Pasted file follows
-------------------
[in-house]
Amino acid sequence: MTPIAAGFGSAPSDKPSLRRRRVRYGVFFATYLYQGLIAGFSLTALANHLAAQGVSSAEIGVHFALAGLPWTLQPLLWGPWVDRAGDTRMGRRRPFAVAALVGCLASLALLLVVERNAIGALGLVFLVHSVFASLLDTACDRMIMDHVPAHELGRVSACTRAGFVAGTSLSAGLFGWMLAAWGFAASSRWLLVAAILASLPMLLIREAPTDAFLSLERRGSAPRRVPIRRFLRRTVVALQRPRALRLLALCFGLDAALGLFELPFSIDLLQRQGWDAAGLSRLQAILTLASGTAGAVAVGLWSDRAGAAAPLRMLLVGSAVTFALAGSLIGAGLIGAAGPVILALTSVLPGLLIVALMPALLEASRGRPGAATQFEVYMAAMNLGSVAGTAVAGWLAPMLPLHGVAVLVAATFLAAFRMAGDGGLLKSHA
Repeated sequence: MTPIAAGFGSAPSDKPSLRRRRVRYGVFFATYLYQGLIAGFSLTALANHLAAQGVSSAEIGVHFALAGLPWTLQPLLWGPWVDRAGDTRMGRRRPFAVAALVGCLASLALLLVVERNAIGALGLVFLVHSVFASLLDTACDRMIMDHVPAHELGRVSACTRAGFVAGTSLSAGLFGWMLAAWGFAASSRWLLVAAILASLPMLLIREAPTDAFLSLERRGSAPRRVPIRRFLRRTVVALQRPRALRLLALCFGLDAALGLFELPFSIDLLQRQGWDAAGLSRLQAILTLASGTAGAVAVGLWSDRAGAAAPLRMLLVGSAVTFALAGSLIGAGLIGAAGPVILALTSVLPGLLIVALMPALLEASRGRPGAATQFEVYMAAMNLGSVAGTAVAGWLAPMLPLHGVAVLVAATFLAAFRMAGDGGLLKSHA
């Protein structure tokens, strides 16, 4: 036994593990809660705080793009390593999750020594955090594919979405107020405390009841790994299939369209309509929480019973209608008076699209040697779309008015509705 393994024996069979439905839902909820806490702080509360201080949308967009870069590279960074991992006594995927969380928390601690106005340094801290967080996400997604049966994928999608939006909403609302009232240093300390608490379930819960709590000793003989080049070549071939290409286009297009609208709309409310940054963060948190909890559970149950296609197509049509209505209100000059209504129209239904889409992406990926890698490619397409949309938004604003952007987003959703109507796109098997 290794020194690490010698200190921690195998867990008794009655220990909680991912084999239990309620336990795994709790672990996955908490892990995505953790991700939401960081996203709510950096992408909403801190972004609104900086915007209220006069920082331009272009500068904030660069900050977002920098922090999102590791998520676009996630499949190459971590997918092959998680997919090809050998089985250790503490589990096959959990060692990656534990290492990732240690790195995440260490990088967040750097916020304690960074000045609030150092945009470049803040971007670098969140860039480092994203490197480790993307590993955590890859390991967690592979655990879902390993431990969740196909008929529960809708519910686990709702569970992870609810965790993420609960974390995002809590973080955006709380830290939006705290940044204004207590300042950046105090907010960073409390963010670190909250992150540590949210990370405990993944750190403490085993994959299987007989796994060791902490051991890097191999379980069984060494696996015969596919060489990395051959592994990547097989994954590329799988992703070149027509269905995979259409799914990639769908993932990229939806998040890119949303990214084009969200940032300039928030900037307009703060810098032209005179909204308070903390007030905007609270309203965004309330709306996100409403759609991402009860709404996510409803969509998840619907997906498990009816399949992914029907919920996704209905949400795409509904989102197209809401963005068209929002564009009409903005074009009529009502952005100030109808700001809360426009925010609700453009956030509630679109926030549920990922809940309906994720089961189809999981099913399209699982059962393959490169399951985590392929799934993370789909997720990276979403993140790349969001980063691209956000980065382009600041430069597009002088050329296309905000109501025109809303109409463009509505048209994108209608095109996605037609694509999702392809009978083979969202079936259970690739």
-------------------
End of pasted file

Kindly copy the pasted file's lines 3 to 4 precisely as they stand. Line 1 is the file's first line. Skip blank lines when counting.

Repeated sequence: MTPIAAGFGSAPSDKPSLRRRRVRYGVFFATYLYQGLIAGFSLTALANHLAAQGVSSAEIGVHFALAGLPWTLQPLLWGPWVDRAGDTRMGRRRPFAVAALVGCLASLALLLVVERNAIGALGLVFLVHSVFASLLDTACDRMIMDHVPAHELGRVSACTRAGFVAGTSLSAGLFGWMLAAWGFAASSRWLLVAAILASLPMLLIREAPTDAFLSLERRGSAPRRVPIRRFLRRTVVALQRPRALRLLALCFGLDAALGLFELPFSIDLLQRQGWDAAGLSRLQAILTLASGTAGAVAVGLWSDRAGAAAPLRMLLVGSAVTFALAGSLIGAGLIGAAGPVILALTSVLPGLLIVALMPALLEASRGRPGAATQFEVYMAAMNLGSVAGTAVAGWLAPMLPLHGVAVLVAATFLAAFRMAGDGGLLKSHA
């Protein structure tokens, strides 16, 4: 036994593990809660705080793009390593999750020594955090594919979405107020405390009841790994299939369209309509929480019973209608008076699209040697779309008015509705 393994024996069979439905839902909820806490702080509360201080949308967009870069590279960074991992006594995927969380928390601690106005340094801290967080996400997604049966994928999608939006909403609302009232240093300390608490379930819960709590000793003989080049070549071939290409286009297009609208709309409310940054963060948190909890559970149950296609197509049509209505209100000059209504129209239904889409992406990926890698490619397409949309938004604003952007987003959703109507796109098997 290794020194690490010698200190921690195998867990008794009655220990909680991912084999239990309620336990795994709790672990996955908490892990995505953790991700939401960081996203709510950096992408909403801190972004609104900086915007209220006069920082331009272009500068904030660069900050977002920098922090999102590791998520676009996630499949190459971590997918092959998680997919090809050998089985250790503490589990096959959990060692990656534990290492990732240690790195995440260490990088967040750097916020304690960074000045609030150092945009470049803040971007670098969140860039480092994203490197480790993307590993955590890859390991967690592979655990879902390993431990969740196909008929529960809708519910686990709702569970992870609810965790993420609960974390995002809590973080955006709380830290939006705290940044204004207590300042950046105090907010960073409390963010670190909250992150540590949210990370405990993944750190403490085993994959299987007989796994060791902490051991890097191999379980069984060494696996015969596919060489990395051959592994990547097989994954590329799988992703070149027509269905995979259409799914990639769908993932990229939806998040890119949303990214084009969200940032300039928030900037307009703060810098032209005179909204308070903390007030905007609270309203965004309330709306996100409403759609991402009860709404996510409803969509998840619907997906498990009816399949992914029907919920996704209905949400795409509904989102197209809401963005068209929002564009009409903005074009009529009502952005100030109808700001809360426009925010609700453009956030509630679109926030549920990922809940309906994720089961189809999981099913399209699982059962393959490169399951985590392929799934993370789909997720990276979403993140790349969001980063691209956000980065382009600041430069597009002088050329296309905000109501025109809303109409463009509505048209994108209608095109996605037609694509999702392809009978083979969202079936259970690739």